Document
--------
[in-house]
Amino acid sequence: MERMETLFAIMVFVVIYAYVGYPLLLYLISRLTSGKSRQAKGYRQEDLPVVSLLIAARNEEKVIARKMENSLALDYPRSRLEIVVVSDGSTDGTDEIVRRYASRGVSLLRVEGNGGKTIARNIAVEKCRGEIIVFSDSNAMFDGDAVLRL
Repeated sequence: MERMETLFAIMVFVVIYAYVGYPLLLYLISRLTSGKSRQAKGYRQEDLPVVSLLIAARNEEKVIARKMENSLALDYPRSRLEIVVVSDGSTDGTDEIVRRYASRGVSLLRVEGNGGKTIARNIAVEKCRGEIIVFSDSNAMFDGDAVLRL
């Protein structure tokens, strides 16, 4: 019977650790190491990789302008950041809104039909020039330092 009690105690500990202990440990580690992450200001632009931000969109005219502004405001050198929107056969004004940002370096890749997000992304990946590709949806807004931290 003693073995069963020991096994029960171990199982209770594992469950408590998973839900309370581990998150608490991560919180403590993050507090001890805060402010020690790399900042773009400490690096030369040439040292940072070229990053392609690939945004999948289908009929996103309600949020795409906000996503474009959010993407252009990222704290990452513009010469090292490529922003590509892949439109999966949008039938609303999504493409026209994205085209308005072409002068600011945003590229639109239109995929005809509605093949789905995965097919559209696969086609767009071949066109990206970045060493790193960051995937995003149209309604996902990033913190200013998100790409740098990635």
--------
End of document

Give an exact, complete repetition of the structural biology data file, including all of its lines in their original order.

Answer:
[in-house]
Amino acid sequence: MERMETLFAIMVFVVIYAYVGYPLLLYLISRLTSGKSRQAKGYRQEDLPVVSLLIAARNEEKVIARKMENSLALDYPRSRLEIVVVSDGSTDGTDEIVRRYASRGVSLLRVEGNGGKTIARNIAVEKCRGEIIVFSDSNAMFDGDAVLRL
Repeated sequence: MERMETLFAIMVFVVIYAYVGYPLLLYLISRLTSGKSRQAKGYRQEDLPVVSLLIAARNEEKVIARKMENSLALDYPRSRLEIVVVSDGSTDGTDEIVRRYASRGVSLLRVEGNGGKTIARNIAVEKCRGEIIVFSDSNAMFDGDAVLRL
């Protein structure tokens, strides 16, 4: 019977650790190491990789302008950041809104039909020039330092 009690105690500990202990440990580690992450200001632009931000969109005219502004405001050198929107056969004004940002370096890749997000992304990946590709949806807004931290 003693073995069963020991096994029960171990199982209770594992469950408590998973839900309370581990998150608490991560919180403590993050507090001890805060402010020690790399900042773009400490690096030369040439040292940072070229990053392609690939945004999948289908009929996103309600949020795409906000996503474009959010993407252009990222704290990452513009010469090292490529922003590509892949439109999966949008039938609303999504493409026209994205085209308005072409002068600011945003590229639109239109995929005809509605093949789905995965097919559209696969086609767009071949066109990206970045060493790193960051995937995003149209309604996902990033913190200013998100790409740098990635």